Get Your Online Teaching Equipment Right

Before you arrange your interview, be certain that your equipment meets the specifications of the company. I have had many interviews where the prospective tutor doesn’t meet the internet speed requirements or doesn’t have a headset and cannot proceed with the interview after it has already begun.

Having an ethernet connection (plugged directly from the wall to the computer) is preferred, however, WiFi is acceptable. Ensure that your internet is running smoothly at the time of the interview. Imagine being evaluated when your video freezes, your voice cuts out, or where the courseware you are being tested on fails to respond. If using WiFi and your signal is poor, move to another room where the signal is better.

Disable or temporarily suspend popups, notifications, antivirus programs and automatic updates on your computer before the interview. You don’t want these showing up in the middle of your interview, especially during a mock class you may be asked to demonstrate.

Make sure you have a good headset and microphone. A common error interviewee’s make is that they are wearing a headset with an attached microphone but have the incorrect microphone selected on their computer, so as they sit back or move around, they can’t be heard well.

Your webcam should be clear, not blurry or pixelated. If you are using a background, even if its images and text are on a wall behind you, ensure that the webcam is mirrored properly so your background is not in reverse. If you use props or visual aids, which I highly recommend, make sure they are sized properly so they are legible.
You’ll need to be visible from at least your shoulders and above, and that your entire face and head are visible and well lit.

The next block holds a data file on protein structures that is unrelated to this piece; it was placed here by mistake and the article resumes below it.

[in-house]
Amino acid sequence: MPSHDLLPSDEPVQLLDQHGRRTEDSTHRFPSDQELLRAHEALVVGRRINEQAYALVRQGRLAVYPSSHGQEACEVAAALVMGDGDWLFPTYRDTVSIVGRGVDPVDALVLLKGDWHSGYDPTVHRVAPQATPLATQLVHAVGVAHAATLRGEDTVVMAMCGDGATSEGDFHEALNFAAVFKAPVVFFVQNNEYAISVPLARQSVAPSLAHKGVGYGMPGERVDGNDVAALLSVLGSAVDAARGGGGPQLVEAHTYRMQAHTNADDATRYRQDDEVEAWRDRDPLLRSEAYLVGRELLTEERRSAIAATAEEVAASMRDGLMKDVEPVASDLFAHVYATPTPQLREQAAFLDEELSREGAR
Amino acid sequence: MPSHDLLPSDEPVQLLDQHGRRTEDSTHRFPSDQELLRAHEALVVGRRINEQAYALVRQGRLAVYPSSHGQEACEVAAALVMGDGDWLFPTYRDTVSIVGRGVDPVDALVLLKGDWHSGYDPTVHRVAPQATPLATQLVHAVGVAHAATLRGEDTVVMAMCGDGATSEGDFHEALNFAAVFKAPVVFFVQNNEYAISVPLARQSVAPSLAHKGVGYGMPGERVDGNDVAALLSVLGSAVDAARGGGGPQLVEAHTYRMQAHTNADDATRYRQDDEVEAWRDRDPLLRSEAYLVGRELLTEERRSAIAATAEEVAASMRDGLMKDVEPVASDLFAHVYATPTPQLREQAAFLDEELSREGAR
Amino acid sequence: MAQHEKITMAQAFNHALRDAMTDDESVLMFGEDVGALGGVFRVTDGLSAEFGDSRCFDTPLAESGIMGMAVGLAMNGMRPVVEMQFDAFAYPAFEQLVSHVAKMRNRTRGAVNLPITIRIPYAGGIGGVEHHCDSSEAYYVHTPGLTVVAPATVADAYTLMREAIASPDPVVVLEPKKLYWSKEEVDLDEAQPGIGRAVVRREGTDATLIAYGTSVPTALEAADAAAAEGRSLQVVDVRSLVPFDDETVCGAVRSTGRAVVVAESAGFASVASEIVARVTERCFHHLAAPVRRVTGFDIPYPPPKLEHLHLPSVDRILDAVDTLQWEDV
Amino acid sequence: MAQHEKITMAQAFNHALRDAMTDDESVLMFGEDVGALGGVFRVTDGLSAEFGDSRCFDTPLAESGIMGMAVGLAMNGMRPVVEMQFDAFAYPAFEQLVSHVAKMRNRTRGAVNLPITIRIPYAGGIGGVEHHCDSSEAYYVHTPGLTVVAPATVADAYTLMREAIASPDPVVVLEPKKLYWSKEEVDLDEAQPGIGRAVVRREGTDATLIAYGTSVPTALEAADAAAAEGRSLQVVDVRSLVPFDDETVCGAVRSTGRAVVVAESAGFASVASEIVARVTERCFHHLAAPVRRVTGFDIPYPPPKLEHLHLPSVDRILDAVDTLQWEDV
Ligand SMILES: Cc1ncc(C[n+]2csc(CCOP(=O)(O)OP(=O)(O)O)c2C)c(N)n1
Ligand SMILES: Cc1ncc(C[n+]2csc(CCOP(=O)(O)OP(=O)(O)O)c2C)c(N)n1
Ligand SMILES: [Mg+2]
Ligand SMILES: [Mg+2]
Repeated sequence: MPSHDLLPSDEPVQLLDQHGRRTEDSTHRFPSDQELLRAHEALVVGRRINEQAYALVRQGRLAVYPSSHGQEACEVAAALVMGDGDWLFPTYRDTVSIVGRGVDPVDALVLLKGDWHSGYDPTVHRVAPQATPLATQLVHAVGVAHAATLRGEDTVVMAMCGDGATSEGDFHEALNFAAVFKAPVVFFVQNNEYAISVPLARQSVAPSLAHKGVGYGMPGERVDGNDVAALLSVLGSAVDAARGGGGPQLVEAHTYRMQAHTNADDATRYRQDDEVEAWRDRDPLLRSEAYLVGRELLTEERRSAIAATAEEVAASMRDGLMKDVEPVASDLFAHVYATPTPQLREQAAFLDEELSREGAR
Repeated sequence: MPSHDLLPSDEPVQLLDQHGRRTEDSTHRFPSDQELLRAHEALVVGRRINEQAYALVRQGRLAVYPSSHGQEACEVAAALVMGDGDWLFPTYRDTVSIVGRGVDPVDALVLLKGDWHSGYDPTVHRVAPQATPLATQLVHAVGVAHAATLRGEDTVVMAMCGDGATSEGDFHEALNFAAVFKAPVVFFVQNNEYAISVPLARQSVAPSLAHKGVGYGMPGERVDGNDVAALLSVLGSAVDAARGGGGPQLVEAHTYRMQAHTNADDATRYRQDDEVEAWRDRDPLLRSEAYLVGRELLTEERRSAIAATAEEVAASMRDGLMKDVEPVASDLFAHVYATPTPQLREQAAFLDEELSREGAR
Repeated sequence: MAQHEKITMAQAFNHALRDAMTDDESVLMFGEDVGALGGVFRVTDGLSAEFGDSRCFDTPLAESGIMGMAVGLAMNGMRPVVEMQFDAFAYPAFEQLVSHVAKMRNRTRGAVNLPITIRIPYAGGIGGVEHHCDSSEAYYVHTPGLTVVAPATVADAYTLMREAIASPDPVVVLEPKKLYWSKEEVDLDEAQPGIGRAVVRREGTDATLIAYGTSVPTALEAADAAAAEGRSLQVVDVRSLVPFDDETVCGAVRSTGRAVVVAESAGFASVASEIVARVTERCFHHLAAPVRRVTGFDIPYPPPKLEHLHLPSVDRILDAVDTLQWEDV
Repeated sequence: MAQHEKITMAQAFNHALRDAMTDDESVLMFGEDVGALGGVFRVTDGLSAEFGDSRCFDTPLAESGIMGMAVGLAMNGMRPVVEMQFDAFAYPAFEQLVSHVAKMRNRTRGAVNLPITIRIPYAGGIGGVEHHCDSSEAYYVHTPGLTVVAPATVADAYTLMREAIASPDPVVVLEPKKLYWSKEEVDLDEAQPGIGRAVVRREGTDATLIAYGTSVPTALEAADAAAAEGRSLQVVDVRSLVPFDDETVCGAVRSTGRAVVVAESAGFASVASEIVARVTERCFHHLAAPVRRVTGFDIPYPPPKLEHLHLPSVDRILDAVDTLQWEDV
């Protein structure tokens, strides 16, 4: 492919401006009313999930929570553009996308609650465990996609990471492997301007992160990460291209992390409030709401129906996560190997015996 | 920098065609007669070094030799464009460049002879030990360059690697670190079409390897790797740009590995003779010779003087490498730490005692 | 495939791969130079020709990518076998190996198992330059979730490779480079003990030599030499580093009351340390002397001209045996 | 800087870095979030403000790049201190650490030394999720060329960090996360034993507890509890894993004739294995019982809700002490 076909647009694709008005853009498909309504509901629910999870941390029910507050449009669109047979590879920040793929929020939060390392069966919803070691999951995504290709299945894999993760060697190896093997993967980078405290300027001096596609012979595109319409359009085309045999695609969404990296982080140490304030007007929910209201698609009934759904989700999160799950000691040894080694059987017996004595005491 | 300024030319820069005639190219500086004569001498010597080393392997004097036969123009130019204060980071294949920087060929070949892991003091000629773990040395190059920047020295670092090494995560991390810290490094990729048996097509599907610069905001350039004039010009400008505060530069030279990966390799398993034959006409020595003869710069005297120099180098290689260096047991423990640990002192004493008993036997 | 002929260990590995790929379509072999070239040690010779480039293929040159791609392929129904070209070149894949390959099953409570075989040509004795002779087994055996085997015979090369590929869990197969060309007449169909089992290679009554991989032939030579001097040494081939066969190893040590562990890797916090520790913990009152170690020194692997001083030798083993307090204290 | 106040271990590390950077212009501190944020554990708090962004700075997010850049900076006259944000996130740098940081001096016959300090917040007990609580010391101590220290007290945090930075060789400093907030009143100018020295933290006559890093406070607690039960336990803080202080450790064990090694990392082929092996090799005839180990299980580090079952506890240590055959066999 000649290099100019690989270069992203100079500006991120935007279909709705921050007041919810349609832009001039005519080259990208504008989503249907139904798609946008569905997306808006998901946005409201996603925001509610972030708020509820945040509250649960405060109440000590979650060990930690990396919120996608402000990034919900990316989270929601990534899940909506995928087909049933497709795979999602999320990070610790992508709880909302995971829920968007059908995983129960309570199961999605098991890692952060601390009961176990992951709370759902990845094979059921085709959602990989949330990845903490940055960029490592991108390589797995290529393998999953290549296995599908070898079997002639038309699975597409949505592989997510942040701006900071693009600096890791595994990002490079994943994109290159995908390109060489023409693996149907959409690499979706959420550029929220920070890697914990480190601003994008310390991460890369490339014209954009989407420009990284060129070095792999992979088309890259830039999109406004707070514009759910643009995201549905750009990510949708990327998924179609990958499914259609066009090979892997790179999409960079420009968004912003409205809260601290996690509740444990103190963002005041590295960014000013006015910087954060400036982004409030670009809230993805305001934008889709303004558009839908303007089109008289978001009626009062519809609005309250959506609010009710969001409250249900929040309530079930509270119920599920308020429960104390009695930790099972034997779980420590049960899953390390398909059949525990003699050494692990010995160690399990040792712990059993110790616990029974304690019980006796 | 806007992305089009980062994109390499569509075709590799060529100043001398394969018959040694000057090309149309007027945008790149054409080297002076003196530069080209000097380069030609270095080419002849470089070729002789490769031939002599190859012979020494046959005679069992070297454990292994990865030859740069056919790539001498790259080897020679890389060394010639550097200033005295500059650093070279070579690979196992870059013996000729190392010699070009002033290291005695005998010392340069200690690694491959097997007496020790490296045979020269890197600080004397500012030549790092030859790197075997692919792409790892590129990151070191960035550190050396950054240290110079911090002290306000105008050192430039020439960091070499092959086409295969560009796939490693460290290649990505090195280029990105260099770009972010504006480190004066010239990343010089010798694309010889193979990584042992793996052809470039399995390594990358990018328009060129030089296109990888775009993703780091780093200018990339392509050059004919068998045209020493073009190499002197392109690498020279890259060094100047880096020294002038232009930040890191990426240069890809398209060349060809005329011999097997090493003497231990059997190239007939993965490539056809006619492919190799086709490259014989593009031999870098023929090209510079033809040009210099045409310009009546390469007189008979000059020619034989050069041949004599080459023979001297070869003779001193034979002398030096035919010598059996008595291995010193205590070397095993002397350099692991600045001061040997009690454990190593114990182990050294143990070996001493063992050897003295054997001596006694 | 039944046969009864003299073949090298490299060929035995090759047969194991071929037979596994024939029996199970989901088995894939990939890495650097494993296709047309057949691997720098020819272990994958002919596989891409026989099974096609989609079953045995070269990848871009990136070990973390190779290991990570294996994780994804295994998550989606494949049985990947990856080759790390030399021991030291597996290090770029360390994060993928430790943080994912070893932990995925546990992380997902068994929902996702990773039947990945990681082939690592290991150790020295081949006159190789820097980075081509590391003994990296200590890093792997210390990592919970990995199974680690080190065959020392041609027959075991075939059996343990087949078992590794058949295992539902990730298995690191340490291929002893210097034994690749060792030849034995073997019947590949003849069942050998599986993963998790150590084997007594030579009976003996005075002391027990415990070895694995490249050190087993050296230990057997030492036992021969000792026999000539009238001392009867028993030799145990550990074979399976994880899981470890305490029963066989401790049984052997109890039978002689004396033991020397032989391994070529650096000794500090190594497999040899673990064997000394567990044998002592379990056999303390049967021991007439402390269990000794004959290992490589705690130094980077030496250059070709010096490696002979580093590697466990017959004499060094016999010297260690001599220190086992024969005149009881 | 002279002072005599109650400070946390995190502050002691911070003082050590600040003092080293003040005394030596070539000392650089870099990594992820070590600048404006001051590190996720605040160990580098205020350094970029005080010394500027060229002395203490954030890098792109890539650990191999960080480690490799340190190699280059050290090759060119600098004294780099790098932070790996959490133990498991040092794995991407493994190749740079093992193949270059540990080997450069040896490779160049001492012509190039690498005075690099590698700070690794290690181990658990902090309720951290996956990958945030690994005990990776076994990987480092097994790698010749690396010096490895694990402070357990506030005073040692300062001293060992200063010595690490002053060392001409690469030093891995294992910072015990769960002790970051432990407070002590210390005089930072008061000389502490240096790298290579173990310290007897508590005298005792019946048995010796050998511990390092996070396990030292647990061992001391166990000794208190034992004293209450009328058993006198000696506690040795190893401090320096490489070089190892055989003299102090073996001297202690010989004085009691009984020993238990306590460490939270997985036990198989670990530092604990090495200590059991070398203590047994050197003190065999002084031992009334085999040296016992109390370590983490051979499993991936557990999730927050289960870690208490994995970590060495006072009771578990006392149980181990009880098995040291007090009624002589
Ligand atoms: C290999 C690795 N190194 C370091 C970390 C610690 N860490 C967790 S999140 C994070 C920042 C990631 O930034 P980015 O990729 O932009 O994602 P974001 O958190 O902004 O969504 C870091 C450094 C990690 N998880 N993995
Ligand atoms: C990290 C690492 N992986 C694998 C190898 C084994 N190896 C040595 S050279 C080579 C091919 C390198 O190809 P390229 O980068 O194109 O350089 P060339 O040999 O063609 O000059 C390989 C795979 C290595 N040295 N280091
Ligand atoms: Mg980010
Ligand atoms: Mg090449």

Sit (or Stand) in a Quiet and Clean Environment with Good Lighting

You want your environment to be quiet and free of distractions. Let your family know that you will be doing an interview and ask that they don’t make any noise that can be heard from the area where you will be interviewing. Keep your pets away, not only because they might make noise, but also because they might jump up and become a distraction to you and the interviewer. If you are expecting visitors or deliveries, put a note on your door to alert them of your unavailability.

Set your mobile and home phones to silent or turn them off. Don’t have any music playing in the background. If there is the potential for any noise to come from outside, for example, landscapers, keep your windows closed, or better still, schedule your interview for a time when they won’t be there.

Your area should be neat and free of clutter. The interviewer will be looking to see how your space will be reflected to your students in an actual online classroom.

While you want to have good lighting, be aware of where you are sitting and the time of day. Glare from sunlight through the windows and blinds could creep up during the interview and have a negative impact.